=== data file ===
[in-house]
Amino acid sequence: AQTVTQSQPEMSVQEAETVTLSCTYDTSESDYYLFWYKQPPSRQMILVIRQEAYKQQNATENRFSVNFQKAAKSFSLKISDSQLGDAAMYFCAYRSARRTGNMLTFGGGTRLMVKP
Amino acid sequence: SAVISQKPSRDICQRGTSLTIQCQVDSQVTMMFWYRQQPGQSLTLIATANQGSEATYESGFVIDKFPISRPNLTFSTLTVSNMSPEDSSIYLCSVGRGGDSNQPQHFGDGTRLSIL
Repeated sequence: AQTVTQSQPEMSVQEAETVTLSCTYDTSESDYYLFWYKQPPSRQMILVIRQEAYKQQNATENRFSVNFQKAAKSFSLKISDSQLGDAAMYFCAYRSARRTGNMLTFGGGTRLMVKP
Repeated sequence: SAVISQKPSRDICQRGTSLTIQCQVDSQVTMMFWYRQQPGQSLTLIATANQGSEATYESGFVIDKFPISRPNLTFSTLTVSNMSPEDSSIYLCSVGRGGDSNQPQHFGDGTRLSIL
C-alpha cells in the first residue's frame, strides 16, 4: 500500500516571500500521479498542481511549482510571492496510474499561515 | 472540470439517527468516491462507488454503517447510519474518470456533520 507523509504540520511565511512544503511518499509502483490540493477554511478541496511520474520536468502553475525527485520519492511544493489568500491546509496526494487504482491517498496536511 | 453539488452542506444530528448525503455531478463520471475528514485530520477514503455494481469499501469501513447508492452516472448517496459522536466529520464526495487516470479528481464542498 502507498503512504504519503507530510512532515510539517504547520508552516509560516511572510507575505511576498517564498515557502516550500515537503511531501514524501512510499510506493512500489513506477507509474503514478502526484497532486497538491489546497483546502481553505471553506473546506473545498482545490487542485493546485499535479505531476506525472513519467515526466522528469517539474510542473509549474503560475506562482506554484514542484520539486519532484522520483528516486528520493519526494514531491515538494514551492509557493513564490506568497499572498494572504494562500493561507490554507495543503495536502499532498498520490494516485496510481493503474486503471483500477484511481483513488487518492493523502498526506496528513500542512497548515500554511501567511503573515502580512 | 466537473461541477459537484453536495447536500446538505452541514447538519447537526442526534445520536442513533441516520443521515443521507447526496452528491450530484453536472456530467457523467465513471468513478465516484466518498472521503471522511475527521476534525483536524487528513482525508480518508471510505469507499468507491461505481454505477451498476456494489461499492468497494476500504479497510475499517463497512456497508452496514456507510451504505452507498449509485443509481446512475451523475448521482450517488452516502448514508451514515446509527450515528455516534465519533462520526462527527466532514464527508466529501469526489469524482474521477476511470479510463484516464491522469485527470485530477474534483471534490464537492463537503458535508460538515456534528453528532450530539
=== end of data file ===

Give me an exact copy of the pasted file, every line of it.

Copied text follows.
[in-house]
Amino acid sequence: AQTVTQSQPEMSVQEAETVTLSCTYDTSESDYYLFWYKQPPSRQMILVIRQEAYKQQNATENRFSVNFQKAAKSFSLKISDSQLGDAAMYFCAYRSARRTGNMLTFGGGTRLMVKP
Amino acid sequence: SAVISQKPSRDICQRGTSLTIQCQVDSQVTMMFWYRQQPGQSLTLIATANQGSEATYESGFVIDKFPISRPNLTFSTLTVSNMSPEDSSIYLCSVGRGGDSNQPQHFGDGTRLSIL
Repeated sequence: AQTVTQSQPEMSVQEAETVTLSCTYDTSESDYYLFWYKQPPSRQMILVIRQEAYKQQNATENRFSVNFQKAAKSFSLKISDSQLGDAAMYFCAYRSARRTGNMLTFGGGTRLMVKP
Repeated sequence: SAVISQKPSRDICQRGTSLTIQCQVDSQVTMMFWYRQQPGQSLTLIATANQGSEATYESGFVIDKFPISRPNLTFSTLTVSNMSPEDSSIYLCSVGRGGDSNQPQHFGDGTRLSIL
C-alpha cells in the first residue's frame, strides 16, 4: 500500500516571500500521479498542481511549482510571492496510474499561515 | 472540470439517527468516491462507488454503517447510519474518470456533520 507523509504540520511565511512544503511518499509502483490540493477554511478541496511520474520536468502553475525527485520519492511544493489568500491546509496526494487504482491517498496536511 | 453539488452542506444530528448525503455531478463520471475528514485530520477514503455494481469499501469501513447508492452516472448517496459522536466529520464526495487516470479528481464542498 502507498503512504504519503507530510512532515510539517504547520508552516509560516511572510507575505511576498517564498515557502516550500515537503511531501514524501512510499510506493512500489513506477507509474503514478502526484497532486497538491489546497483546502481553505471553506473546506473545498482545490487542485493546485499535479505531476506525472513519467515526466522528469517539474510542473509549474503560475506562482506554484514542484520539486519532484522520483528516486528520493519526494514531491515538494514551492509557493513564490506568497499572498494572504494562500493561507490554507495543503495536502499532498498520490494516485496510481493503474486503471483500477484511481483513488487518492493523502498526506496528513500542512497548515500554511501567511503573515502580512 | 466537473461541477459537484453536495447536500446538505452541514447538519447537526442526534445520536442513533441516520443521515443521507447526496452528491450530484453536472456530467457523467465513471468513478465516484466518498472521503471522511475527521476534525483536524487528513482525508480518508471510505469507499468507491461505481454505477451498476456494489461499492468497494476500504479497510475499517463497512456497508452496514456507510451504505452507498449509485443509481446512475451523475448521482450517488452516502448514508451514515446509527450515528455516534465519533462520526462527527466532514464527508466529501469526489469524482474521477476511470479510463484516464491522469485527470485530477474534483471534490464537492463537503458535508460538515456534528453528532450530539